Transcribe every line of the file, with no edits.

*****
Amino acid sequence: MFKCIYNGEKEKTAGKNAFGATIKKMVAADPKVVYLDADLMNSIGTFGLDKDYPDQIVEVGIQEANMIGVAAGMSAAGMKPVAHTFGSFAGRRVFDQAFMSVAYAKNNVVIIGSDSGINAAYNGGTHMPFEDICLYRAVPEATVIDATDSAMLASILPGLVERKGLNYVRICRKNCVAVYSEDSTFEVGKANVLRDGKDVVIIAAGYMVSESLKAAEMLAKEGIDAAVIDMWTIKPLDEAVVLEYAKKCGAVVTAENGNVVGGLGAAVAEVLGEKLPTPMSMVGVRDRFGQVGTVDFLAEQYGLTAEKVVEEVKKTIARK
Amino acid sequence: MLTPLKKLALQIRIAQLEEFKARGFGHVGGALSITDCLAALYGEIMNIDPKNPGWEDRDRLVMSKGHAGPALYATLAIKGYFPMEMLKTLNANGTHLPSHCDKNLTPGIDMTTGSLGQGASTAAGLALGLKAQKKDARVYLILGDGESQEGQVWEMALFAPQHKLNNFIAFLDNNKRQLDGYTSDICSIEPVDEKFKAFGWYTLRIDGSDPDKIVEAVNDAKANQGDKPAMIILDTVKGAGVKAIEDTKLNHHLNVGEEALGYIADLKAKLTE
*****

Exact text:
Amino acid sequence: MFKCIYNGEKEKTAGKNAFGATIKKMVAADPKVVYLDADLMNSIGTFGLDKDYPDQIVEVGIQEANMIGVAAGMSAAGMKPVAHTFGSFAGRRVFDQAFMSVAYAKNNVVIIGSDSGINAAYNGGTHMPFEDICLYRAVPEATVIDATDSAMLASILPGLVERKGLNYVRICRKNCVAVYSEDSTFEVGKANVLRDGKDVVIIAAGYMVSESLKAAEMLAKEGIDAAVIDMWTIKPLDEAVVLEYAKKCGAVVTAENGNVVGGLGAAVAEVLGEKLPTPMSMVGVRDRFGQVGTVDFLAEQYGLTAEKVVEEVKKTIARK
Amino acid sequence: MLTPLKKLALQIRIAQLEEFKARGFGHVGGALSITDCLAALYGEIMNIDPKNPGWEDRDRLVMSKGHAGPALYATLAIKGYFPMEMLKTLNANGTHLPSHCDKNLTPGIDMTTGSLGQGASTAAGLALGLKAQKKDARVYLILGDGESQEGQVWEMALFAPQHKLNNFIAFLDNNKRQLDGYTSDICSIEPVDEKFKAFGWYTLRIDGSDPDKIVEAVNDAKANQGDKPAMIILDTVKGAGVKAIEDTKLNHHLNVGEEALGYIADLKAKLTE